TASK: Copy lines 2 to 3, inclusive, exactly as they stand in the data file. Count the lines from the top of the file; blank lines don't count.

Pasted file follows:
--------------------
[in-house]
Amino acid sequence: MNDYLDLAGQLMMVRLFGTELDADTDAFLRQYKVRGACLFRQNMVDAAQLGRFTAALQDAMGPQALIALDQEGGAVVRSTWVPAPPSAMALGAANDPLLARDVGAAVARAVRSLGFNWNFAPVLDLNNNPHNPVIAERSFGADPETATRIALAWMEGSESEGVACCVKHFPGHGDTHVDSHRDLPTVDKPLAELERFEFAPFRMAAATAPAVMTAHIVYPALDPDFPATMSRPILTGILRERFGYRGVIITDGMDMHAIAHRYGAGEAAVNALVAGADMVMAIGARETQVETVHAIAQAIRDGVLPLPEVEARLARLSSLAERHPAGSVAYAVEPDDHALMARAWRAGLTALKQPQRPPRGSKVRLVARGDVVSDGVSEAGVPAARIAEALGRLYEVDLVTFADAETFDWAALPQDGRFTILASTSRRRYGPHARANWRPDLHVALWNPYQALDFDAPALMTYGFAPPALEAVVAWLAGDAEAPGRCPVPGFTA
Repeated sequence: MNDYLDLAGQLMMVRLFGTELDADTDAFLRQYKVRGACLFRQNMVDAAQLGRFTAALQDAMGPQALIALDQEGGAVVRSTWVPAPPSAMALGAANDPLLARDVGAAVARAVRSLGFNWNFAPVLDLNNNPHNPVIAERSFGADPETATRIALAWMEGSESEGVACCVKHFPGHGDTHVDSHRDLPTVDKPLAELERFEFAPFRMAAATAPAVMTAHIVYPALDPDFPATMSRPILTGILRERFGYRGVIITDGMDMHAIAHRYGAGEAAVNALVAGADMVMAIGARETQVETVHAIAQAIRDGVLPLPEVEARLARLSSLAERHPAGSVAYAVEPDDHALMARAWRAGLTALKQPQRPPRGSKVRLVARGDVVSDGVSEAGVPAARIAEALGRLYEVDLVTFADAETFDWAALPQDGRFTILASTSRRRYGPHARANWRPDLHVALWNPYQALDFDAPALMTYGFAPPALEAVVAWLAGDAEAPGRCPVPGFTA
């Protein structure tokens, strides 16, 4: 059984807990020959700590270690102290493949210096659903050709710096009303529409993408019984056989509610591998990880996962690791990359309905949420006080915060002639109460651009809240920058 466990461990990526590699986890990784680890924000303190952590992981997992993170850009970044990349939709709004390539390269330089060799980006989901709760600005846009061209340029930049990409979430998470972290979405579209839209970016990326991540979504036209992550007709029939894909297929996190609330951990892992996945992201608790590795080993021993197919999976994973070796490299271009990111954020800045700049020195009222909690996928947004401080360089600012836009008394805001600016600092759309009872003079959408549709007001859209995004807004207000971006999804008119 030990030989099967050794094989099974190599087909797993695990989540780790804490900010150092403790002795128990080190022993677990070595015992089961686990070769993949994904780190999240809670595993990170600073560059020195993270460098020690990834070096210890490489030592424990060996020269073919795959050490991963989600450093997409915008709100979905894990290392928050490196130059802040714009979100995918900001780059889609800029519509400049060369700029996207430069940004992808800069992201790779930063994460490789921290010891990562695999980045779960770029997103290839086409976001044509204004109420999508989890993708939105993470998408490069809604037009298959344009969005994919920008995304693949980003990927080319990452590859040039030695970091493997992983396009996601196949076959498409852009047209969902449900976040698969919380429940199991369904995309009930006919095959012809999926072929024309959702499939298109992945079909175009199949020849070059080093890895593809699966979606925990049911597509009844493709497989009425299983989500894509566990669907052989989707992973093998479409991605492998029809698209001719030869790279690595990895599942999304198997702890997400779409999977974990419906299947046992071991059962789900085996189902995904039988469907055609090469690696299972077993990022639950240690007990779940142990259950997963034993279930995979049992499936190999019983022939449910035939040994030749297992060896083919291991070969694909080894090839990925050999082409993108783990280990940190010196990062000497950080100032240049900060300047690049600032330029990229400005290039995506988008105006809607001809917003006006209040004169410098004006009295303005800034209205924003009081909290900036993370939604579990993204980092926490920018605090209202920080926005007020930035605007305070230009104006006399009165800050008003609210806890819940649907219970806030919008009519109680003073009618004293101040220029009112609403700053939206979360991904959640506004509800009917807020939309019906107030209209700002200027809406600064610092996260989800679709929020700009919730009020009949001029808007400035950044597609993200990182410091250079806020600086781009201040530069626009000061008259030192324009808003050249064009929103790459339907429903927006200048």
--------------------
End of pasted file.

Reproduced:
Amino acid sequence: MNDYLDLAGQLMMVRLFGTELDADTDAFLRQYKVRGACLFRQNMVDAAQLGRFTAALQDAMGPQALIALDQEGGAVVRSTWVPAPPSAMALGAANDPLLARDVGAAVARAVRSLGFNWNFAPVLDLNNNPHNPVIAERSFGADPETATRIALAWMEGSESEGVACCVKHFPGHGDTHVDSHRDLPTVDKPLAELERFEFAPFRMAAATAPAVMTAHIVYPALDPDFPATMSRPILTGILRERFGYRGVIITDGMDMHAIAHRYGAGEAAVNALVAGADMVMAIGARETQVETVHAIAQAIRDGVLPLPEVEARLARLSSLAERHPAGSVAYAVEPDDHALMARAWRAGLTALKQPQRPPRGSKVRLVARGDVVSDGVSEAGVPAARIAEALGRLYEVDLVTFADAETFDWAALPQDGRFTILASTSRRRYGPHARANWRPDLHVALWNPYQALDFDAPALMTYGFAPPALEAVVAWLAGDAEAPGRCPVPGFTA
Repeated sequence: MNDYLDLAGQLMMVRLFGTELDADTDAFLRQYKVRGACLFRQNMVDAAQLGRFTAALQDAMGPQALIALDQEGGAVVRSTWVPAPPSAMALGAANDPLLARDVGAAVARAVRSLGFNWNFAPVLDLNNNPHNPVIAERSFGADPETATRIALAWMEGSESEGVACCVKHFPGHGDTHVDSHRDLPTVDKPLAELERFEFAPFRMAAATAPAVMTAHIVYPALDPDFPATMSRPILTGILRERFGYRGVIITDGMDMHAIAHRYGAGEAAVNALVAGADMVMAIGARETQVETVHAIAQAIRDGVLPLPEVEARLARLSSLAERHPAGSVAYAVEPDDHALMARAWRAGLTALKQPQRPPRGSKVRLVARGDVVSDGVSEAGVPAARIAEALGRLYEVDLVTFADAETFDWAALPQDGRFTILASTSRRRYGPHARANWRPDLHVALWNPYQALDFDAPALMTYGFAPPALEAVVAWLAGDAEAPGRCPVPGFTA